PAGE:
We aim to bring out the very best in all our boys at Trinity and ‘boys’ learning’ is our core business. So it’s important we work with parents to provide the optimum learning environment for our boys. The following seven tips, adapted from Andrew Fuller’s book Help Your Child Succeed at School, provide a great insight into improving your son’s learning at home.
- Ensure your son has an organised learning space.
Many boys struggle to set up and maintain a well organised learning space at home. Parents can assist with the practical aspects of setting up a home study area, such as an accessible desk away from distractions. You can also assist by encouraging your son to keep the space organised.
- Lighting can help or hinder learning.
Natural or indirect lighting such as a desk lamp is best for learning. Studying under fluorescent lighting is not ideal as it’s related to raised cortisol levels, which are an indicator of anxiety and agitation.
- How much television is too much?
From the age of two, a small amount of television viewing has been found to be positively associated with academic achievement. Once boys reach nine, 1.5 hours per day is regarded as the upper limit. At 13, the limit drops to one hour per day. At 17, the optimal amount decreases to around 30 minutes per day.
- There’s no such thing as a sleep bank.
Just because you get ten hours sleep one night doesn’t mean you can get away with only six hours the next. A good night’s sleep consists of at least eight hours and is essential. for optimal brain function. Memory consolidation occurs during sleep, especially dream (REM) sleep. During the normal eight to nine hours of sleep, five dream (REM) cycles occur. Boys getting only five to six hours of sleep lose out on the last two REM cycles, thereby reducing the amount of time the brain has to consolidate information.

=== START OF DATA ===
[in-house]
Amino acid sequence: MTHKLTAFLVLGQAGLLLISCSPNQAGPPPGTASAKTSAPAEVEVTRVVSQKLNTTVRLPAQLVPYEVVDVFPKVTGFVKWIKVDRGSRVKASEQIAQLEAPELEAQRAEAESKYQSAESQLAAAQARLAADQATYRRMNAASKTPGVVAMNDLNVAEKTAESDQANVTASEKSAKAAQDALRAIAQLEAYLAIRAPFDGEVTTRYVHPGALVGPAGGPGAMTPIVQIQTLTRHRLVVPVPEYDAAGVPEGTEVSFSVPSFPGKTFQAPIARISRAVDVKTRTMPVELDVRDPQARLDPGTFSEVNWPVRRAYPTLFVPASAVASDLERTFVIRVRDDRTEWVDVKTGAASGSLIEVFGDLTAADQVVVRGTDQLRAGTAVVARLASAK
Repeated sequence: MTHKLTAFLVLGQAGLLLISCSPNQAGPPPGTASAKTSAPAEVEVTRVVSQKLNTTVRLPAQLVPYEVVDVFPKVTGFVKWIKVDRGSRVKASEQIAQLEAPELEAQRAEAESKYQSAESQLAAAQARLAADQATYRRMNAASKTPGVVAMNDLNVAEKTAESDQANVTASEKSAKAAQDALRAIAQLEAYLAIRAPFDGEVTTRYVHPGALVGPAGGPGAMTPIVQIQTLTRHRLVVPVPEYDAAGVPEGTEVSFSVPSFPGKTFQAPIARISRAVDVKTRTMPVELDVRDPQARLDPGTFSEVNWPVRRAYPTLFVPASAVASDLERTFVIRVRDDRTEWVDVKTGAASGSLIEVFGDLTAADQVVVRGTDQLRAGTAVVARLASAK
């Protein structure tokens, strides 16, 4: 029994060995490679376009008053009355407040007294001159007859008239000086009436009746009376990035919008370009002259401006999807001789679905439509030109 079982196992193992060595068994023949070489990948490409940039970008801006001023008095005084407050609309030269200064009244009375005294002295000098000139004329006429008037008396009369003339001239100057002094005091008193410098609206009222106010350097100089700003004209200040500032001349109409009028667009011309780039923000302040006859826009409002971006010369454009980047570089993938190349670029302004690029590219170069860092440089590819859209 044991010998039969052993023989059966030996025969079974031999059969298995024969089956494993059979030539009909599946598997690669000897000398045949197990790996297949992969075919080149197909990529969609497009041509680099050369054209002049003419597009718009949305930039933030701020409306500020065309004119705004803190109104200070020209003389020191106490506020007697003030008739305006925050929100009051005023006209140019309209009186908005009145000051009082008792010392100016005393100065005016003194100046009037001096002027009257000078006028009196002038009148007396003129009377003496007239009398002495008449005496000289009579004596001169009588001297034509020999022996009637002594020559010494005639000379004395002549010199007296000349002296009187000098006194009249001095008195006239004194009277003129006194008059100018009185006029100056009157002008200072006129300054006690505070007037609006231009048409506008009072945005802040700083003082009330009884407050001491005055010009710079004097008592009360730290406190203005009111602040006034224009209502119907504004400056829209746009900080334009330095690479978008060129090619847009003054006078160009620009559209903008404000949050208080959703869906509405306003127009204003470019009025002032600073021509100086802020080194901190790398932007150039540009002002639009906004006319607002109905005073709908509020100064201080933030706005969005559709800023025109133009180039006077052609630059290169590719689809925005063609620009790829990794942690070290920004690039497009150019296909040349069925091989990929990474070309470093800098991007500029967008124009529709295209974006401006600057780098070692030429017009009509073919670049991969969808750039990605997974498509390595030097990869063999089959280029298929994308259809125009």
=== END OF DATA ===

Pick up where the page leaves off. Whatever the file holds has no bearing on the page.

- A good breakfast provides a great start.
It’s no secret that skipping breakfast has a negative effect on learning and concentration during the day, but the type of breakfast also has an impact. Boys need a breakfast that is high in protein (eggs, low fat dairy products, lean meat, fish) and low GI carbohydrates (porridge, muesli, bran-enriched cereal, fruit) to aid concentration and enhance learning. A high GI breakfast (sugary cereals, white toast) can lead to a decline in performance as the energy is less sustained throughout the day.
- Give your son feedback on his learning.
Feedback related to general praise, rewards or punishment has little effect on improving learning. Research shows the best way to provide feedback to improve achievement on a learning task is to focus on the task itself and how to do it more effectively.
- The essential skills for success.
Three of the skills needed for success at school (and in most areas of life) are concentration, memory and sequencing (or getting things in the right order). Games parents may play with their children such as Snap, Uno, Concentration, Battleships, Monopoly, Chess, Jigsaw puzzles, etc., all play an important role in developing these skills. However, computer versions of these games have been found not to be as effective.
To learn more about the educational journey offered at Trinity, you can watch a video on ‘A day in the life of a Junior School student’ here.